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Our previous studies have indicated that nitric oxide takes part in the basal regulation of vascular tone in skeletal muscle. The purpose of this study was to investigate whether nitric oxide has a role in the active hyperaemic response of a working muscle in a resting subject. Haemodynamic effects of nitric oxide synthase (NOS) inhibition (L-NAME, 10 mg/kg/30 min iv. infusion) were determined simultaneously in the resting m. quadriceps femoris and in the working (breathing) m. rectus abdominis in anaesthetised rats ( 86Rb accumulation technique). L-NAME increased blood pressure and total peripheral resistance (TPR) while it decreased cardiac output. Blood flow (BF) decreased and vascular resistance (VR) increased both in resting (BF: 8.91±1.97®5.92±2.59 ml/min/100 g, p<0.05; VR: 106±29.9®212±113 R, p<0.01) and working (BF: 17.0±4.78®6.93±2.15 ml/min/100g, p<0.001; VR: 57.0±18.5®160±56.7 R, p<0.01) muscle following NOS inhibition, but the percentile change of BF was higher in the working muscle (59%) than in the resting one (34%, p0.001). There was a positive correlation between the cardiac output and the blood flow of the resting muscle with or without L-NAME administration, but blood flow of the working muscle failed to have any correlation with the cardiac output in control animals. However, L-NAME administration decreased both the cardiac output and the blood flow and similarly to the resting muscle a positive correlation was found. In conclusion, the haemodynamic effects of NOS inhibition are higher in working muscle than in the resting one: the nitric oxide may have important role in vasodilatation during muscle activity. _a

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Acta Alimentaria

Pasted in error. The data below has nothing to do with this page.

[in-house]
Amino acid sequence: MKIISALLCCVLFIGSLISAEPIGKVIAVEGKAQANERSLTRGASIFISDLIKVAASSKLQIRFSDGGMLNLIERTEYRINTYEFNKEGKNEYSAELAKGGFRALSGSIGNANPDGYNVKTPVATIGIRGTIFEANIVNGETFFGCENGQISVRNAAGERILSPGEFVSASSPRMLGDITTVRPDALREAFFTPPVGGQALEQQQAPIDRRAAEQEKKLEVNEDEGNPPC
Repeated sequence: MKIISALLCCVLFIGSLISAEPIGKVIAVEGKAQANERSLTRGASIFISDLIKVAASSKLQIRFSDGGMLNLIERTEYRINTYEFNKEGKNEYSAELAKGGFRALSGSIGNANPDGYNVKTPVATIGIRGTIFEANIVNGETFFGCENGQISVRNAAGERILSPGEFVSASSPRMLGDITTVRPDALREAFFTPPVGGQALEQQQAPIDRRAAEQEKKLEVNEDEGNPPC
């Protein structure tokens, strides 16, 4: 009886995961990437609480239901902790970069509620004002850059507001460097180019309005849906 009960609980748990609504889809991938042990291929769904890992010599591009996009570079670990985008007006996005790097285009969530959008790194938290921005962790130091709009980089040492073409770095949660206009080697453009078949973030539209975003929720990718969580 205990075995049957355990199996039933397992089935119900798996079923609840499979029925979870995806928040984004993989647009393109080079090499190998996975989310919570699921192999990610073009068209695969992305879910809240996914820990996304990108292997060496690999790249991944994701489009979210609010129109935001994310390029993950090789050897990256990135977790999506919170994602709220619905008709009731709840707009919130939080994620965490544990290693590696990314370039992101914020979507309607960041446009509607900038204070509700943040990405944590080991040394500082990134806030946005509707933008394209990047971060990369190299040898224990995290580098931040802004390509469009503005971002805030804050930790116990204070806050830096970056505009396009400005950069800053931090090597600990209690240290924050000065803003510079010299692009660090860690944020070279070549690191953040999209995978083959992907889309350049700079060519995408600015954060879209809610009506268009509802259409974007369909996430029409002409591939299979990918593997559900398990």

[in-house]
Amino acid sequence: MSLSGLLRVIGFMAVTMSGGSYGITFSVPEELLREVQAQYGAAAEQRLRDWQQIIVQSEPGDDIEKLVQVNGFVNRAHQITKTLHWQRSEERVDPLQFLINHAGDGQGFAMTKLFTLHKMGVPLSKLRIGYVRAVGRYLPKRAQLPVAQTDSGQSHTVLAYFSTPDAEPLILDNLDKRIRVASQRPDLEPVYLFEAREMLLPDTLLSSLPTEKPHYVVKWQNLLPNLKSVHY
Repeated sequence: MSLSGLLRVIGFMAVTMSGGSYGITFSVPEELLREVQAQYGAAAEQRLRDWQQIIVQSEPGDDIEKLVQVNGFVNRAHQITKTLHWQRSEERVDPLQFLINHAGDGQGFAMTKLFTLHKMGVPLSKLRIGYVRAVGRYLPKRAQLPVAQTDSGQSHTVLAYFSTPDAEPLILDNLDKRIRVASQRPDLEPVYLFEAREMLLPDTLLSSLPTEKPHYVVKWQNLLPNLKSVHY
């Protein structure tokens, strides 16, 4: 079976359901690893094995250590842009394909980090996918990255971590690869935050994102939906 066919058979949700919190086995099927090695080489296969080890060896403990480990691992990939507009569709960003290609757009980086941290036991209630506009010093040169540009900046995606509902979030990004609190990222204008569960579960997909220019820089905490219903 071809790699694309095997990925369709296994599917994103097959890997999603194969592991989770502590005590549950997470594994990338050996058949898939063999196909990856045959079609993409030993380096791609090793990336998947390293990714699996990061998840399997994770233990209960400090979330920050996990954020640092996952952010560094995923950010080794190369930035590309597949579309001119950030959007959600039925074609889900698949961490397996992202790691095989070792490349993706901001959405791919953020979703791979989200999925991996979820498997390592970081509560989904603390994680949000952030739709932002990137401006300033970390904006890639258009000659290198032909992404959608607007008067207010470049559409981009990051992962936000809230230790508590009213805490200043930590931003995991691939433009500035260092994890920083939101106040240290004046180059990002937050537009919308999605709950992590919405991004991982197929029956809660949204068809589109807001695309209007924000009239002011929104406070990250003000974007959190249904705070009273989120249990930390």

Authors:
K.O. Bartha
,
L. Csengeri
,
A. Lichthammer
,
A. Erdélyi
,
J. Kubányi
, and
Zs. Szűcs

Abstract

COVID-19 lockdown affects people's daily routine and has an impact on their lifestyle. Recent studies documented associations between body weight changes and children's lifestyle during social isolation. Childhood obesity is associated with a higher risk of COVID-19 severity and mortality. Our aim was to assess the effects of lockdown due to the COVID-19 pandemic on children's sleep, screen time, physical activity, and eating habits. 387 parents of five elementary school students between 16 and 26 June 2020 were interviewed through an online questionnaire. Physical activity level decreased (63.8%), sleep (60.9%) and screen (5.64 ± 3.05 h/day) times and food intake (39.8%) increased. 80.6% of parents reported changes in children's diet: increased consumption of fruits and vegetables (32.4%), breakfast (15.5%), water and sugar-free beverages (17.6%), snacks (40.4%), sugary drinks (9.9%) was observed. Body weight increased in 44.4% of children. The results of the survey conducted under GYERE®-Children's Health Program are in line with the international literature findings: body weight change during the quarantine is significantly associated with food intake, snacking, sugary drinks, and we also found association with fruit and vegetable consumption and lack of breakfast. Effective strategies and electronic health interventions are needed to prevent sedentary lifestyle and obesity during lockdown.

Open access
Cereal Research Communications
Authors:
Sz. Fóti
,
Sz. Czóbel
,
J. Balogh
,
J. Nagy
,
A. Juhász
,
Z. Nagy
,
S. Bartha
, and
Z. Tuba
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Community Ecology
Authors:
S. Bartha
,
G. Campetella
,
E. Ruprecht
,
A. Kun
,
J. Házi
,
A. Horváth
,
K. Virágh
, and
Zs. Molnár